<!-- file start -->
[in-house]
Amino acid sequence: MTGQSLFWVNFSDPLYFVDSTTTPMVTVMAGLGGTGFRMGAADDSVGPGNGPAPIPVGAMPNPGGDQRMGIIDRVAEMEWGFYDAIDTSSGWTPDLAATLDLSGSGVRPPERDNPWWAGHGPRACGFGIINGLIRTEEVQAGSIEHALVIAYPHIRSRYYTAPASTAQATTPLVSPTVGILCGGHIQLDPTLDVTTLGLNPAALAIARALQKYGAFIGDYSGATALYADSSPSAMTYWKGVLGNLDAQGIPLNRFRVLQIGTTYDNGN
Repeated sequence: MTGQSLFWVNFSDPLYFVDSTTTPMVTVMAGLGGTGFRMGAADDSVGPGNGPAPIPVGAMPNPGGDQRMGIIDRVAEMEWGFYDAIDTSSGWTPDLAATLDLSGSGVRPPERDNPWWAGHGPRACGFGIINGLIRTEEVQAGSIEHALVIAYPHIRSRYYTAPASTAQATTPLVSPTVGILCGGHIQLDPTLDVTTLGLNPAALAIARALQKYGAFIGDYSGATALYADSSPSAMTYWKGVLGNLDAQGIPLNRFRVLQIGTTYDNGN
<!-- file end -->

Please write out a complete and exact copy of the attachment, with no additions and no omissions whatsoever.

[in-house]
Amino acid sequence: MTGQSLFWVNFSDPLYFVDSTTTPMVTVMAGLGGTGFRMGAADDSVGPGNGPAPIPVGAMPNPGGDQRMGIIDRVAEMEWGFYDAIDTSSGWTPDLAATLDLSGSGVRPPERDNPWWAGHGPRACGFGIINGLIRTEEVQAGSIEHALVIAYPHIRSRYYTAPASTAQATTPLVSPTVGILCGGHIQLDPTLDVTTLGLNPAALAIARALQKYGAFIGDYSGATALYADSSPSAMTYWKGVLGNLDAQGIPLNRFRVLQIGTTYDNGN
Repeated sequence: MTGQSLFWVNFSDPLYFVDSTTTPMVTVMAGLGGTGFRMGAADDSVGPGNGPAPIPVGAMPNPGGDQRMGIIDRVAEMEWGFYDAIDTSSGWTPDLAATLDLSGSGVRPPERDNPWWAGHGPRACGFGIINGLIRTEEVQAGSIEHALVIAYPHIRSRYYTAPASTAQATTPLVSPTVGILCGGHIQLDPTLDVTTLGLNPAALAIARALQKYGAFIGDYSGATALYADSSPSAMTYWKGVLGNLDAQGIPLNRFRVLQIGTTYDNGN